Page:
8. On the evidence which we have gone through and which we have reviewed above, there can be little doubt that the Judge's view of the case is the better view and that it would have been well had he made a reference. But as he has not done so, we have to consider whether there is in his charge any material misdirection or whether in a case such as the present, where being accused of sexual offences against a Hindu woman, three Muhammadans are placed on their trial before a Jury composed of four Hindus and one Muhammadan, he has given the Jury sufficient assistance and guidance.
9. The first criticism we have to make is that while having regard to the learned Judge's view we would expect the general trend of the charge to be in favour of acquittal, the charge, whether so intended or not, in fact reads as one in favour of conviction.
10. We then next find that when addressing the Jury on the question of the girt Jagat Priya's character, the Judge says: 'As to the girl's character, its importance in the case was that if she was practically a prostitute she had no character to lose, and, therefore, one factor against the probability of a false charge of rape did not exist in this case.' It is of course well known that when a woman who has hitherto borne a good reputation is found with some favoured lover she is apt to defend herself by calls for assistance and a cry of raps, and ill becomes essential to ascertain whether her outcry preceded or followed discovery. The Judge's observation seems to be based' on judicial experience in this connection; but in the circumstances of the present case it appears to have no application. In this case the evidence of the witnesses, whom both Judge and Jury have believed, indicates that this woman has a number of Hindu visitors, and it may well be that she found herself under the necessity of giving some plausible explanation of her return from the house of a Muhammadan at a late hour of the morning. In any view of the case the bad character of the woman cannot well be said to render the truth of her story more probable and if the learned Judge really intended this, we think he erred.
11. It may perhaps be said that in the present case the alarm was raised and complaint made by the older woman in the first instance. But that does not appear very material, inasmuch as her evidence indicates that though the mother favoured visits to her adopted daughter she did not desire to be deprived of the profits of association with her. Hence the prolonged absence of the daughter would naturally cause anxiety and alarm to the mother.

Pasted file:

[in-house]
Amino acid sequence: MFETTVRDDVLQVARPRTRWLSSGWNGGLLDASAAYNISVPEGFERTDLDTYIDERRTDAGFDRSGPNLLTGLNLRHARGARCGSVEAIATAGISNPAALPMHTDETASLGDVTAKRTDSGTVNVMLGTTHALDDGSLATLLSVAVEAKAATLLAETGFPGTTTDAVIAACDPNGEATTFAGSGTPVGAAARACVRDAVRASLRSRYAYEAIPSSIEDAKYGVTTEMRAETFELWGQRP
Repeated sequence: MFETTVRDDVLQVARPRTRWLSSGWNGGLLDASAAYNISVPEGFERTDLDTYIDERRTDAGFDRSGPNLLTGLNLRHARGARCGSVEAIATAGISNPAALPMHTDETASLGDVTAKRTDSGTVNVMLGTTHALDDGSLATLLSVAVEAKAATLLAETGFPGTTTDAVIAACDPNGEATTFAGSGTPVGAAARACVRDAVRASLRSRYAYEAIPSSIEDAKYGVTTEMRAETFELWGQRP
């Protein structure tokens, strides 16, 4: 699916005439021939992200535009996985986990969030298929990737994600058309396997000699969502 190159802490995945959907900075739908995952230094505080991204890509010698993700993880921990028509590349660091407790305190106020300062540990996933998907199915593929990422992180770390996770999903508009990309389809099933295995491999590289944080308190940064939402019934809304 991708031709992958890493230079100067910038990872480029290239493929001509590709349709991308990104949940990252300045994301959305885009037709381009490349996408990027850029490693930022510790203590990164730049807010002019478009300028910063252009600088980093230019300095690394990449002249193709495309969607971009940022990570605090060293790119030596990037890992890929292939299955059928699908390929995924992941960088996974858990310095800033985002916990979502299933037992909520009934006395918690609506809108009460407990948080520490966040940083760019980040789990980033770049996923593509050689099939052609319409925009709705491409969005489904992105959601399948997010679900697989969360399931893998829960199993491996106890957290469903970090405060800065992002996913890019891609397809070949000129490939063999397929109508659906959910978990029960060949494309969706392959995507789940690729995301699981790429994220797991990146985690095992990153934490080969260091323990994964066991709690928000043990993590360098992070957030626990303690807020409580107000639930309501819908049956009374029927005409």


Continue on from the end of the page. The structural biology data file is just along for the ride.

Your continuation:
12. We next find that when speaking of the first information the learned Judge said this: 'One point against the accused's version was the first information; certainly if it had been known or suspected that Ismail had enticed away the girl, the name of another man would not have been introduced into the first information: Further if Ismail's intrigue with Jagat Priya was notorious, it might have been expected that he would be Suspected and that he would be mentioned in the first information.' Here the learned Judge is referring to the fact that in the first information the complainant Alok Baishnabi stated that she suspected one Samed Ali, who had been twice to their house in the course of the day, once at noon and once at dusk. Now if Samed Ali, a man of a different village, made the 2 visits Alok speaks of, it would seem natural that she should suspect and mention him even though Ismail was also in the habit of frequenting the house, all the more as the visit by Ismail which the daughter seeks to minimise was in the old woman's absence and it is not clear when she came to know of it. In any case the question for the Jury was not whether the defence suggestions were true in all their details but whether the prosecution case of a forcible abduction had been made out.
13. We think also that it should have been pointed out that the scratches and bruises on the woman's legs and arms which may have impressed the Jury were not inconsistent with voluntary intercourse under unfavourable conditions, and may possibly have been due in part to the scuffle in the fields with Meher on the following day.
14. On the whole we think that in this case the Jury have not had the assistance which should have been given and we, therefore, acquit the appellants and direct that they be now set at liberty.